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Can a caterpillar book encourage healthy-eating habits for kids?

Last week my colleague wrote about an effort to use the popular children's book The Very Hungry Caterpillar to encourage kids to eat healthfully. But at least one mom out there has some concerns with the approach. Washington Post blogger Jennifer LaRue Huget writes on The Checkup this afternoon:

...The book's real message, as I read it, has to do with realizing your fullest, wonderful potential after feeling unremarkable for much of your life. That's why I kept reading it with my kids.

That, and the sheer tactile pleasure of Carle's illustrations, not just of healthful berries and other fruits but of a lollipop, a chunk of cake, an ice-cream cone. And not once did it occur to me to pause and point out that some of what the caterpillar consumed counted as "sometimes foods." If anything, reading the book made me want a piece of chocolate cake - and a big pink wedge of watermelon.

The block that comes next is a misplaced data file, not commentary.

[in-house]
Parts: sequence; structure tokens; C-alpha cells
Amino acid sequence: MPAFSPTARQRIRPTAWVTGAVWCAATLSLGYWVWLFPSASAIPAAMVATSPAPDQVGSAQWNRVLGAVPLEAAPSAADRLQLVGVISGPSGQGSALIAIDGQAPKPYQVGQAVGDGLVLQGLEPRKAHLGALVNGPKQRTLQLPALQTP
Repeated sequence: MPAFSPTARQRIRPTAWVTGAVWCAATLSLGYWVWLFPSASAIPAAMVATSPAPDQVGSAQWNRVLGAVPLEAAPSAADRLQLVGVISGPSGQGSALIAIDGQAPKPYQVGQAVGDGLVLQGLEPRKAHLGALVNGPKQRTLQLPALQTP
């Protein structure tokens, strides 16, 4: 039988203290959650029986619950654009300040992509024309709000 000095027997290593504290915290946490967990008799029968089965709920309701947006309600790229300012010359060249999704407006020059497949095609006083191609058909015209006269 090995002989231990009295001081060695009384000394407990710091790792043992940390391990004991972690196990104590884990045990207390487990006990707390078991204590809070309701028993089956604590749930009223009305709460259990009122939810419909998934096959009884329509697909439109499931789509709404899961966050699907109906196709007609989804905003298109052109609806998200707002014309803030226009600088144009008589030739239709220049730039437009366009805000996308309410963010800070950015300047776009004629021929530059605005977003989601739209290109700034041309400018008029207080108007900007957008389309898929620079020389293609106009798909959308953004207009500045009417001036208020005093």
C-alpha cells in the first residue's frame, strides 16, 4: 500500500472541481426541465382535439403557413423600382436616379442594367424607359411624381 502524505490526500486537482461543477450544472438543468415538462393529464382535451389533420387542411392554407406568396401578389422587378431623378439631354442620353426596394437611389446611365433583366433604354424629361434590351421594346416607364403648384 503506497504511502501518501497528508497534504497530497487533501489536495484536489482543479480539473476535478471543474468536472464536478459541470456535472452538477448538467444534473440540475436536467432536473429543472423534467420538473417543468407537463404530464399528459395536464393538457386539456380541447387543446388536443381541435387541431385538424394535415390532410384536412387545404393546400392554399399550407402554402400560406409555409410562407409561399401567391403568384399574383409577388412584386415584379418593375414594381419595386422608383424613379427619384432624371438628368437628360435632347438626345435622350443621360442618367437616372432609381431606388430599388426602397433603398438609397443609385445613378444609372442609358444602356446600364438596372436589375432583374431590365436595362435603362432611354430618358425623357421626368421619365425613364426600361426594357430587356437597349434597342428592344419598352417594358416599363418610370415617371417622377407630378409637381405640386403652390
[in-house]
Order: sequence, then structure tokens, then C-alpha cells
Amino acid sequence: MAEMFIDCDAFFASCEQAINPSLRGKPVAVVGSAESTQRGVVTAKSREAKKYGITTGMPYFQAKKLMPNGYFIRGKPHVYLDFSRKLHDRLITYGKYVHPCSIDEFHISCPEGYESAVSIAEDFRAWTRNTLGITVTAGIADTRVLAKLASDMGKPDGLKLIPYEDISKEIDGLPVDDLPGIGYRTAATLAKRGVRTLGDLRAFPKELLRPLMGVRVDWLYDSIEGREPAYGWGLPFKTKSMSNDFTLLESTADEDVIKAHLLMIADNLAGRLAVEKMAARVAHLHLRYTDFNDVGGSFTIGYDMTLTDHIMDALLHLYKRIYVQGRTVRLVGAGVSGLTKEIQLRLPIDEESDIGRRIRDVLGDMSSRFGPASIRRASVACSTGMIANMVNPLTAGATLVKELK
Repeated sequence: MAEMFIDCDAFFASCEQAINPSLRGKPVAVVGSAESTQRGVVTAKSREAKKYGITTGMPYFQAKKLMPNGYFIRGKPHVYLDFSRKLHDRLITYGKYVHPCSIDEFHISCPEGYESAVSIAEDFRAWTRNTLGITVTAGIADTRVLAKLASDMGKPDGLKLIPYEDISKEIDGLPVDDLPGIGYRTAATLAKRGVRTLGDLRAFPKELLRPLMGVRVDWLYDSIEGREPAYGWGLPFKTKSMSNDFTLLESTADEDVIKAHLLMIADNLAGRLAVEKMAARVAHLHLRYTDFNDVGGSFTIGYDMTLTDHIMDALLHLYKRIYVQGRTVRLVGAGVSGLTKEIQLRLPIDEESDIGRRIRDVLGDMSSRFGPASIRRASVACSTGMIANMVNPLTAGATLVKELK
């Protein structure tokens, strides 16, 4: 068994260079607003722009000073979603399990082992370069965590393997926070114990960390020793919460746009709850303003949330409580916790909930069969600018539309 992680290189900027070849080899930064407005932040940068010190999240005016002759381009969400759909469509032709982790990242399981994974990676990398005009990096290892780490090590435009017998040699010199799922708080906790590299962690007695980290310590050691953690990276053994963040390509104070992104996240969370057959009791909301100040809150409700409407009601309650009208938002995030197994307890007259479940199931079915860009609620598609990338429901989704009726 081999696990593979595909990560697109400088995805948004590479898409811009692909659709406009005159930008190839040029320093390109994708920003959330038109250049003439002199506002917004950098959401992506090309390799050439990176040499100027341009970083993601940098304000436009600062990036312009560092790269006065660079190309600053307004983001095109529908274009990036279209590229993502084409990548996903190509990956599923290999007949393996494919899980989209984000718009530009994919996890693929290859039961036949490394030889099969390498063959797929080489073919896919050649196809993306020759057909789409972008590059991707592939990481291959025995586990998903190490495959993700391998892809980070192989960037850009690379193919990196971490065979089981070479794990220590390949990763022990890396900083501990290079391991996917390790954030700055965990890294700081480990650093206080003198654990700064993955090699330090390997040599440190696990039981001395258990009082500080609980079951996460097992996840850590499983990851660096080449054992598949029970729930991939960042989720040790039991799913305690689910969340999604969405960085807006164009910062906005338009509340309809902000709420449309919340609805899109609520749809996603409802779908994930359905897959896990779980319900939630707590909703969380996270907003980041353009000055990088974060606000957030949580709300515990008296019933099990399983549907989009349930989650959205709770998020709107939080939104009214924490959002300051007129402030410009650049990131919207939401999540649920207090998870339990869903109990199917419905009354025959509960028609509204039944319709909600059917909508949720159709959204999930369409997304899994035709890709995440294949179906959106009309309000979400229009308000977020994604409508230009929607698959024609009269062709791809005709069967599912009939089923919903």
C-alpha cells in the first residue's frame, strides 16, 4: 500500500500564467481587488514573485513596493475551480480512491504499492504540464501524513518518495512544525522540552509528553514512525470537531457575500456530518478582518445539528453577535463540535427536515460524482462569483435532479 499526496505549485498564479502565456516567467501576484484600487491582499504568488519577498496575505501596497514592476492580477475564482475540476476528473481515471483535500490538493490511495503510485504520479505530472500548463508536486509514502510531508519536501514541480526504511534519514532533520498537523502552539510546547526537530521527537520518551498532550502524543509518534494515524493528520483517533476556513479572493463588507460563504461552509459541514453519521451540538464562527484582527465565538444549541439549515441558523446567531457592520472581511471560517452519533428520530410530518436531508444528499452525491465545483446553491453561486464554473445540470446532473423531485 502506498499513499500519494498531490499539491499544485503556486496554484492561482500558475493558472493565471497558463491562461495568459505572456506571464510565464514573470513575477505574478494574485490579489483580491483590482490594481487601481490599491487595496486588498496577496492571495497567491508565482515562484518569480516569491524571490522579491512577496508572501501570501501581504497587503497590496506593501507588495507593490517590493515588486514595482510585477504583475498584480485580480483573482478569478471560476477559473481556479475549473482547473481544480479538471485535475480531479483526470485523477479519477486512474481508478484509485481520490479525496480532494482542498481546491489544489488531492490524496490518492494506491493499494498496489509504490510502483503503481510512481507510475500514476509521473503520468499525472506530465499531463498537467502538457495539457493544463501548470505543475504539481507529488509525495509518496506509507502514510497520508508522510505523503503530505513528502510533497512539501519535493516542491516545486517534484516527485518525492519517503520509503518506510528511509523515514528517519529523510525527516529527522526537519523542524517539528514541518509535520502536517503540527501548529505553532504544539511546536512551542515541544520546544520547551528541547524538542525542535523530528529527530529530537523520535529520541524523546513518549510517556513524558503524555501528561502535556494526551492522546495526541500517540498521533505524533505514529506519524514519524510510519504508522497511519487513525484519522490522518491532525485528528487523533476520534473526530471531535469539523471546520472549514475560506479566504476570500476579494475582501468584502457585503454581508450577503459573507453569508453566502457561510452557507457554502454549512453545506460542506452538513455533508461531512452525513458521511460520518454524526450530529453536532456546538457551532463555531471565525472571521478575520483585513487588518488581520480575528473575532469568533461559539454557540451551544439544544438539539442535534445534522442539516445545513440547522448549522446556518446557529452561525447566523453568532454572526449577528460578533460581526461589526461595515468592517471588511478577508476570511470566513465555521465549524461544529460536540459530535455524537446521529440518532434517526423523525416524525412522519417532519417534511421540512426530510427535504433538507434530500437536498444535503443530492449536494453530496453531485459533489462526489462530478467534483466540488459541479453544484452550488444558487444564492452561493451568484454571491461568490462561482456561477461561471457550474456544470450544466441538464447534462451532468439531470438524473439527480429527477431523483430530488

I know that too many kids in America don't eat the way they should and that too many weigh far too much. And I suppose that any tools we can enlist to help remedy those situations should be fair game. But (perhaps because I write picture books myself), I don't like seeing books co-opted for such didactic purposes...

LaRue Huget goes on to write that she hopes the campaign works, but she's clearly a bit skeptical. What do you think, readers? Can this fuzzy, friendly caterpillar be effective at teaching kids about nutritious eating?

Previously: 'The Very Hungry Caterpillar' to help kids eat healthier

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